The Q&A Archives: Premature Bulb Bloom

Question: In mid-late November I planted several spring-flowering bulbs; Hybrid Darwin and Lily-Flowered tulips, Daffodils, Asiatic lilies, and hyacinths in sections of a raised bed. Several of the tulips and hyacinths are blooming before they are even 6" out. The tulips are suppose to grow between 21-24" tall and "bloom" in Spring. They were all planted at the same time and I had hoped to have a showy display of them in bloom together? At the rate things are going (growing), the majority are going to be finished before Spring even gets here and though pretty, they're too short. Where did I go wrong?

Answer: Except for planting just a tad too early, you really didn't do anything wrong at all. Bulbs begin to grow when soil and air temperature are just right. In your southern California garden they got an early message that spring had arrived so they grew. Warm weather accelerated their growth and the stems and blooms had a hard time developing fully before they opened. Some gardening years are like that. If you leave the bulbs (except the tulips) in the ground all year they should adapt their internal clocks to California time and bloom a little later next year. Cut the spent flower stems down but leave the foliage alone. When it yellows and dies back naturally you can cut it off at ground level. The foliage will provide the bulb with energy to produce next year's bloom. Tulips should be dug and stored until replanting. They'll need a special chilling period (6 weeks in the refrigerator) prior to planting in late December or early January.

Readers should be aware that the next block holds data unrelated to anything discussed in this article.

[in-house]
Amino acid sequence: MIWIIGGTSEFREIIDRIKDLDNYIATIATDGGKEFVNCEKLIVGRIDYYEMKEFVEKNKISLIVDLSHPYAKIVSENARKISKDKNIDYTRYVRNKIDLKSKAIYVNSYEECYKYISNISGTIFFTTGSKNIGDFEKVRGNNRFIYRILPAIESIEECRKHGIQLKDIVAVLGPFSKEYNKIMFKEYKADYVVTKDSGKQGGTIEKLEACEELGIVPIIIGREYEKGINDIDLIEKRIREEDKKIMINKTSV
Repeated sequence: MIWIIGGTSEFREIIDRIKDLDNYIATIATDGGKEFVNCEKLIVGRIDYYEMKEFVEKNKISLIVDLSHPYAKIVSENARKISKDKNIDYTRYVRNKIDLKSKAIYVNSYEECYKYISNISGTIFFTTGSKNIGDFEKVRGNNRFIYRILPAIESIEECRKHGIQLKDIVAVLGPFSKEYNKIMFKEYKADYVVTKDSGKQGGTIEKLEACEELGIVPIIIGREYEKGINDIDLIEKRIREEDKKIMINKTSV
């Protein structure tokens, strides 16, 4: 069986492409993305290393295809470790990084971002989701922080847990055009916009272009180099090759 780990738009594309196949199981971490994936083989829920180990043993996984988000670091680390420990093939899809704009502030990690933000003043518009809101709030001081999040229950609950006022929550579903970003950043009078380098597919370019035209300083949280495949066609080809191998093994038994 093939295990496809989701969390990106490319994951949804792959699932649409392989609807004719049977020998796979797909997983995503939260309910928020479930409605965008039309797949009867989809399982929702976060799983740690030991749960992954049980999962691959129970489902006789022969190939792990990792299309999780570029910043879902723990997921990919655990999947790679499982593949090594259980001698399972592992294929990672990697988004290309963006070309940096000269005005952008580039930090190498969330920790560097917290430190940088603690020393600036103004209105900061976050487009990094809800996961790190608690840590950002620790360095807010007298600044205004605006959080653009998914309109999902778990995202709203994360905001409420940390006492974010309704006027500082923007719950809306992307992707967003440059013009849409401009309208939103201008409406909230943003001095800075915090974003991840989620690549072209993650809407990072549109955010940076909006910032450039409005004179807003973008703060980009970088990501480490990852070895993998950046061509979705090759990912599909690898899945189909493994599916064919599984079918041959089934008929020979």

Hope next spring is a really colorful one in your garden!

« Click to go to the homepage

» Ask a question of your own

Q&A Library Searching Tips

  • When singular and plural spellings differ, as in peony and peonies, try both.
  • Search terms are not case sensitive.

Today's site banner is by Char and is called "'Diamond Head' Sunrise"